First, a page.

I can be sort of an adoring fan boy when I let myself be. I am such a fan boy about Cory Doctorow.
I give his YA tech-fest book For The Win an unequivocal (not equivocating) five stars. Other readers have quibbled with some of the book's elements, but these are quibbles as far as I am concerned and a matter of taste not an empirical condemnation of Doctorow's lack of skill or talent. As a writer, thinker, and Net presence, Doctorow is an excellent human being, and For the Win is a very enjoyable and edifying book.
I first discovered Cory a bit late in the game. As a regular reader of Locus magazine, he hit my radar when his 2008 novel Little Brother was nominated for the Hugo, Nebula, and Locus Awards. On either the strength of advertisements or these nominations, I bought it, read it, and loved it. Since then, I have read the sequel Homeland as well as Makers, a book about 3D printing, squatter settlements, and DisneyWorld going Goth. I have included the image of a book review by a whip smart high school student, Rebecca Nguyen, farther below, which is something I was planning to integrate into the T-short blog when Cory posted the review earlier this year. I have plans to read several of Cory's other books. For the Win sat in my too read stack since 2013 when I received it as a gift for my birthday. It was worth the wait.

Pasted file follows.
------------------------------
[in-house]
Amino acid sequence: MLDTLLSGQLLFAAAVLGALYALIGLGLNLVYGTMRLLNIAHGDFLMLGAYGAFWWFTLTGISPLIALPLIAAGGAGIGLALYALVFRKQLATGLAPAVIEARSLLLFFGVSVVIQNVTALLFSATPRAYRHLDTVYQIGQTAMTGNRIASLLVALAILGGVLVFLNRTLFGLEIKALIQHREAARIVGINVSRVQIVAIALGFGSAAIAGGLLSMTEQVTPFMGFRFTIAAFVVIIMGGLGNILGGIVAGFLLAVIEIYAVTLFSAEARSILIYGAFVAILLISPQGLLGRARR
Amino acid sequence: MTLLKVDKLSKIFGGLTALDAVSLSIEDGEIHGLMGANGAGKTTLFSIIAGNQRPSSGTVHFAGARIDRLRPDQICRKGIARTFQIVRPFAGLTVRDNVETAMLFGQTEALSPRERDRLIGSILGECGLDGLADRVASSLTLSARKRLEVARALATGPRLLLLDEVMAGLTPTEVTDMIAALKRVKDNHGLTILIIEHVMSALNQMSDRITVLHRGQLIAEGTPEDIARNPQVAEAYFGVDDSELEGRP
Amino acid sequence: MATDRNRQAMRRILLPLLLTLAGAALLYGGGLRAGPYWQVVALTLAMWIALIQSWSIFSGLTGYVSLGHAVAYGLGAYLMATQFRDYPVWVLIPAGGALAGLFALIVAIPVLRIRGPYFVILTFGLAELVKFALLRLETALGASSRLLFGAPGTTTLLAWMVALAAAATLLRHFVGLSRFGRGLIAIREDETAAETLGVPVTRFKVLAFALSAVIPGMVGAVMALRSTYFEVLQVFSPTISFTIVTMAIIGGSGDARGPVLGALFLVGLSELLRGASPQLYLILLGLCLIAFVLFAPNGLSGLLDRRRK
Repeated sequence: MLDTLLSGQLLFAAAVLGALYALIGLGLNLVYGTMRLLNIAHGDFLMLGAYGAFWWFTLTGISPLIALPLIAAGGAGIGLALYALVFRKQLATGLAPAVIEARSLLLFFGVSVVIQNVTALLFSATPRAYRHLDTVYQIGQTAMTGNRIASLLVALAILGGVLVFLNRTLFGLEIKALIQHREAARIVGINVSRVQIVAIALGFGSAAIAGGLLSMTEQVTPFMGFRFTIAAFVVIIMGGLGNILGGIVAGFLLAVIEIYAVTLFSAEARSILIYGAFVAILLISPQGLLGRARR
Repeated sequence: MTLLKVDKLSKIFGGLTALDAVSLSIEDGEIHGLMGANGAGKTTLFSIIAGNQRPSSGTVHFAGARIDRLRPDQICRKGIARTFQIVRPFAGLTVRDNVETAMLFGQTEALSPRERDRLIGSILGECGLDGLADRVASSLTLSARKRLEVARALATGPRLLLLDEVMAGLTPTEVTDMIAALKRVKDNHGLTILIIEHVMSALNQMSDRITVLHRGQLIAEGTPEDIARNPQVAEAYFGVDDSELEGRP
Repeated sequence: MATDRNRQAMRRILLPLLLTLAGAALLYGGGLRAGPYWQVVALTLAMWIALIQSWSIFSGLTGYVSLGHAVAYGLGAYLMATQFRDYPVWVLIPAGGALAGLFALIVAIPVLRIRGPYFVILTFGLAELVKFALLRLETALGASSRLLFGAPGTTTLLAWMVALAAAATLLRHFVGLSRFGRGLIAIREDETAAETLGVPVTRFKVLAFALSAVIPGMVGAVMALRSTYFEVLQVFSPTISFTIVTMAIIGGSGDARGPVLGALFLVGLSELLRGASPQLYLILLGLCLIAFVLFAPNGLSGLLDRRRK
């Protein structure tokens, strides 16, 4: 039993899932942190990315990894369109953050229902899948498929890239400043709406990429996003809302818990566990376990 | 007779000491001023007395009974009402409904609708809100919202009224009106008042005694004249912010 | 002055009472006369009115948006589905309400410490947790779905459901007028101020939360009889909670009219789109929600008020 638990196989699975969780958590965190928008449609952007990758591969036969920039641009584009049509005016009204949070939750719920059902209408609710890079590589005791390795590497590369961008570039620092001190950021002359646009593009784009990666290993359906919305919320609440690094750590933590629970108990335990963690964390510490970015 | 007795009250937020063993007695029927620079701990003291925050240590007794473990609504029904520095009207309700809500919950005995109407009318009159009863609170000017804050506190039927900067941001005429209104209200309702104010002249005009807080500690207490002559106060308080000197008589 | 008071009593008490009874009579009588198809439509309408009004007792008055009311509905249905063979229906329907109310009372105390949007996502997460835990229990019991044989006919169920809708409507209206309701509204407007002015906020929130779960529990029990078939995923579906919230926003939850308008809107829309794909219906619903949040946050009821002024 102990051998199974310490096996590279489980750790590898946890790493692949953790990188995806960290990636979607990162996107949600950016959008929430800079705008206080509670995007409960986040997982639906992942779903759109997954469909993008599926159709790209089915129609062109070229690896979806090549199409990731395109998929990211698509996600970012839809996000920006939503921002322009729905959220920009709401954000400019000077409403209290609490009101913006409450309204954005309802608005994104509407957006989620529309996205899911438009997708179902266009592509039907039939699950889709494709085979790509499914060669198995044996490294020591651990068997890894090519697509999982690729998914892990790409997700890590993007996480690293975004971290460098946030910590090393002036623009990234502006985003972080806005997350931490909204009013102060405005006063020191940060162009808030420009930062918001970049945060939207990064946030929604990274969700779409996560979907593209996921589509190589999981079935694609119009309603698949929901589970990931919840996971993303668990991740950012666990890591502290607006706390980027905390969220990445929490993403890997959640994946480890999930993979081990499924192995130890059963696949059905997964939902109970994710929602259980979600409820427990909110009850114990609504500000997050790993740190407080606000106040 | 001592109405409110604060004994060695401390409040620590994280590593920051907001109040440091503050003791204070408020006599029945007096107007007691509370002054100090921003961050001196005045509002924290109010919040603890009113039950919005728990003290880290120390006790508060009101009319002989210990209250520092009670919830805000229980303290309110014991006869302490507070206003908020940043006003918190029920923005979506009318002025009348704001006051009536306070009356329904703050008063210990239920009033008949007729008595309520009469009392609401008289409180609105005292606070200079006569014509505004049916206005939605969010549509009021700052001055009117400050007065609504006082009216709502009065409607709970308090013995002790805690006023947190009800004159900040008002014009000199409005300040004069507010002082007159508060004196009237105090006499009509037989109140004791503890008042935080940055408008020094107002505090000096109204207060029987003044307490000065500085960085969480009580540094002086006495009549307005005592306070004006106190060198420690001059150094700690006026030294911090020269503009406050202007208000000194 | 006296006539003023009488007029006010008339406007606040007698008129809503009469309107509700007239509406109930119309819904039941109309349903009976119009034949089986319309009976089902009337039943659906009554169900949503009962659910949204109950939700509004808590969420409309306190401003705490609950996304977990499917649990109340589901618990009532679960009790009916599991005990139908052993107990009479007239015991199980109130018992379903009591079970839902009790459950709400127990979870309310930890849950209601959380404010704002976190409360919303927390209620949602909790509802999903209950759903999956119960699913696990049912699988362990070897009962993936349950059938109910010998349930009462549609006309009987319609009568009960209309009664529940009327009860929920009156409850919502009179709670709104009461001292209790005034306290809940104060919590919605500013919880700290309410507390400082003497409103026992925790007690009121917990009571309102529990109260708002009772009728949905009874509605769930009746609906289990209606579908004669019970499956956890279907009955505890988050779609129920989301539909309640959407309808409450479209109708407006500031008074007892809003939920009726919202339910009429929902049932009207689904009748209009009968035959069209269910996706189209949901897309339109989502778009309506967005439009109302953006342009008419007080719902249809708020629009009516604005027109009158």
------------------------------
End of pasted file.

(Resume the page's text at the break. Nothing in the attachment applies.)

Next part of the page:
One of the things that makes Cory Doctorow so special is that he gives his books away for free via his Internet site, CRAPHOUND.
For instance, here's the SITE FOR FOR THE WIN:
DOWNLOAD FOR THE WIN
Though I could get the books for free, I own the physical copies of all of Doctorow's novels, and I choose to buy the DRM-free audio books, which are quite well done.
Best said by a reviewer on AMAZON: "First, thanks are due to the author for his continued decision to release his works free on the Internet. Traditional media would believe it counter-intuitive: why would consumers pay for something free? Counter-intuitive or not, it works: it reduces the barrier to entry for a consumer. I first got my taste for Doctorow's writing with a free download, but it's one I enjoyed enough that his books -- in traditional form -- reside on my bookshelves and have survived several culls of my collection. Something to consider, publishers."
Cory Doctorow also hosts a news page for each of his books on his site. For instance, here's the one for FTW: FOR THE WIN NEWS.
Who is Cory Doctorow?